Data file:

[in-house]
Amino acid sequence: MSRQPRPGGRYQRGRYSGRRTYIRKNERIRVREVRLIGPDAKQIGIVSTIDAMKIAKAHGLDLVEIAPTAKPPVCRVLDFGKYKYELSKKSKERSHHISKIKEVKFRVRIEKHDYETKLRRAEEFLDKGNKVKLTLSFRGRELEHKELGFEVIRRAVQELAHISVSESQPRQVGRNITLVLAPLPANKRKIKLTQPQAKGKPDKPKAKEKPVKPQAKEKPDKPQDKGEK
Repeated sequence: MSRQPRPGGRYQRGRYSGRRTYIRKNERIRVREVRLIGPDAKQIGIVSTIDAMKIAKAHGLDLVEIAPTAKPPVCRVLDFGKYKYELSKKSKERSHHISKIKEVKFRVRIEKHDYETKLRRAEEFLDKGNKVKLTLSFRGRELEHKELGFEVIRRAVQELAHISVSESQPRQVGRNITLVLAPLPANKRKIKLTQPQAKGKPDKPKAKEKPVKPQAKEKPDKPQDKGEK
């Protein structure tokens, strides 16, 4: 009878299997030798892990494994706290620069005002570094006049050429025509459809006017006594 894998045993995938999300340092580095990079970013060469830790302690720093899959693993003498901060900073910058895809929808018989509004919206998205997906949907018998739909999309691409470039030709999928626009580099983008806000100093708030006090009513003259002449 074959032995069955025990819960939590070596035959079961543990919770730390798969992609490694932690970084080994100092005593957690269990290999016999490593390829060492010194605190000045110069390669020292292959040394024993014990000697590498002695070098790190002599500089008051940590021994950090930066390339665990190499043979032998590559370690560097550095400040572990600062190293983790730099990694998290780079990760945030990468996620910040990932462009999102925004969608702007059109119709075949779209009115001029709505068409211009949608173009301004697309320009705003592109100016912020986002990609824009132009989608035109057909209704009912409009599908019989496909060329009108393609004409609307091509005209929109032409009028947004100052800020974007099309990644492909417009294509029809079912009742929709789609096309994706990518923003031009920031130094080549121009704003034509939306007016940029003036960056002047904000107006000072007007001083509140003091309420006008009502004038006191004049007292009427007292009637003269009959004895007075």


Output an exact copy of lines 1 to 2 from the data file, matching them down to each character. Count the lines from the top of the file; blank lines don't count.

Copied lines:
[in-house]
Amino acid sequence: MSRQPRPGGRYQRGRYSGRRTYIRKNERIRVREVRLIGPDAKQIGIVSTIDAMKIAKAHGLDLVEIAPTAKPPVCRVLDFGKYKYELSKKSKERSHHISKIKEVKFRVRIEKHDYETKLRRAEEFLDKGNKVKLTLSFRGRELEHKELGFEVIRRAVQELAHISVSESQPRQVGRNITLVLAPLPANKRKIKLTQPQAKGKPDKPKAKEKPVKPQAKEKPDKPQDKGEK